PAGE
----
Advocating for Tasmania's most vulnerable is not a job John Stuart takes lightly.
But after 11 years as Launceston Benevolent Society's chief executive officer, Mr Stuart has moved on.
The non-profit organisation has been driving positive social change in Tasmania since 1834.
RELATED: Winter Relief Appeal 2019
For Mr Stuart, who came to the organisation in need of work, the opportunity to help those less fortunate quickly became more than just a job.
"I came from a background of having my own business and then working for ANZ," he said.
"Coming to the Benevolent Society, I really just needed a job to help pay the bills.
"But it became more than that, and it really has been very enjoyable over the years.
"I would like to thank everyone for that opportunity and for the support over the years."
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Providing emergency relief and support to people in need, Mr Stuart said it wasn't always an easy job to get done.
But looking back on his time with the organisation, he said knowing the difference even a small gesture could make was what kept him going.
"It's not necessarily a pressured job, but it always plays on your mind," he said.
"You might be dealing with people with mental illness, people with drug and alcohol problems.
"Something like domestic violence is a huge problem in our community.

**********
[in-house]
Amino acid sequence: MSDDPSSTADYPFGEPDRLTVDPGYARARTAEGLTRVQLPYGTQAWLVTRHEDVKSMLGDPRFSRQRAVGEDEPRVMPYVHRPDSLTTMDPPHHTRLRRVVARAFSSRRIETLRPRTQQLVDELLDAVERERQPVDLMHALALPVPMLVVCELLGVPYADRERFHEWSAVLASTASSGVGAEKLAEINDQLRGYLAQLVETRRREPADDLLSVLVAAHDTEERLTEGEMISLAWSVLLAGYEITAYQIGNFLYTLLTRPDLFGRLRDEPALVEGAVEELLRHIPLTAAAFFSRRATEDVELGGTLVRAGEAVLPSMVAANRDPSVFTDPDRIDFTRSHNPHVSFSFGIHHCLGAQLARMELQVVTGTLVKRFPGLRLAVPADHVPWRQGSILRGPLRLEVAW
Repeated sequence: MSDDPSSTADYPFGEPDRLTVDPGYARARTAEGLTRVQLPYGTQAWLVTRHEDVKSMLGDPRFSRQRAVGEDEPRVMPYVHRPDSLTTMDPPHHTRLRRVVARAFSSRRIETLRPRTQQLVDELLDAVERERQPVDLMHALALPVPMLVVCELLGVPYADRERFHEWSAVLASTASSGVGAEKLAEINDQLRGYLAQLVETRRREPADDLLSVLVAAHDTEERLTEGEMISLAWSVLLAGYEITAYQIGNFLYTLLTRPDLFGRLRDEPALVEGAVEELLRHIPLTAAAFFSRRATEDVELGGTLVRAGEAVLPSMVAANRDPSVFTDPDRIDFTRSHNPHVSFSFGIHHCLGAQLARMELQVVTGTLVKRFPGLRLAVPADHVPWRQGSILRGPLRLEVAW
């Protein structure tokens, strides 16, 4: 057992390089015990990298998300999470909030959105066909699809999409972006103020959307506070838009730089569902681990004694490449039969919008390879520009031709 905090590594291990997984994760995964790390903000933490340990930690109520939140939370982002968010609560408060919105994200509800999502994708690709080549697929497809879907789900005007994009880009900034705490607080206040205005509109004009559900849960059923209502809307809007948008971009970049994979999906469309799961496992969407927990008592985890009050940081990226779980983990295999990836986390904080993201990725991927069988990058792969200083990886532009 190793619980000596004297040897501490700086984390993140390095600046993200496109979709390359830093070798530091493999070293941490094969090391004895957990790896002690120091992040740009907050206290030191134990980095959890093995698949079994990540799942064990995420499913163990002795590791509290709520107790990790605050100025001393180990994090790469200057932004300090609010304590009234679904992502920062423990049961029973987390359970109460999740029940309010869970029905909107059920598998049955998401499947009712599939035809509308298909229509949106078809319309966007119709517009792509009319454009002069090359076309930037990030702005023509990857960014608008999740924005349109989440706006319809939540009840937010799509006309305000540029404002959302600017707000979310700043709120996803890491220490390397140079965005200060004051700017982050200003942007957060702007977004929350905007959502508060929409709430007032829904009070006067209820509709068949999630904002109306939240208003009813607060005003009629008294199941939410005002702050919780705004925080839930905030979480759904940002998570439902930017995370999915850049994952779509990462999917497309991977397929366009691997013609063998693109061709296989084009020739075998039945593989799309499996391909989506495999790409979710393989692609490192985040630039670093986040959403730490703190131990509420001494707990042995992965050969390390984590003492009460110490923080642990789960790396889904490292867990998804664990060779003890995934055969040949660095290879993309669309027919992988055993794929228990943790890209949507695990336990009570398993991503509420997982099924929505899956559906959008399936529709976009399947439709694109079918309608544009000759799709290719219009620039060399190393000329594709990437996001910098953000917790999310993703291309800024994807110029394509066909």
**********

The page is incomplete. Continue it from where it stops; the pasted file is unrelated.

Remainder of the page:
"Just to be able to support people and somehow give them - even if it's only a $50 voucher - it means they don't have to plead or beg to get it from other areas."
The Benevolent Society is one of four Launceston charities that benefit from The Examiner's Winter Relief appeal.
Now in its 61st year, Mr Stuart said the continued generosity of the community always managed to surprise him - year after year.
"I always think the support through initiates like Winter Relief - it is a huge benefit to all the agencies," he said.
"Over the years we have worked together to make the community a better place.
"It is the funding that helps all agencies provide services they might not have otherwise been able to.
"That makes all the difference."
Mr Stuart said he would continue to advocate for those less fortunate in the community.
"I've really enjoyed the work and if I can continue to help people in the community, I will."
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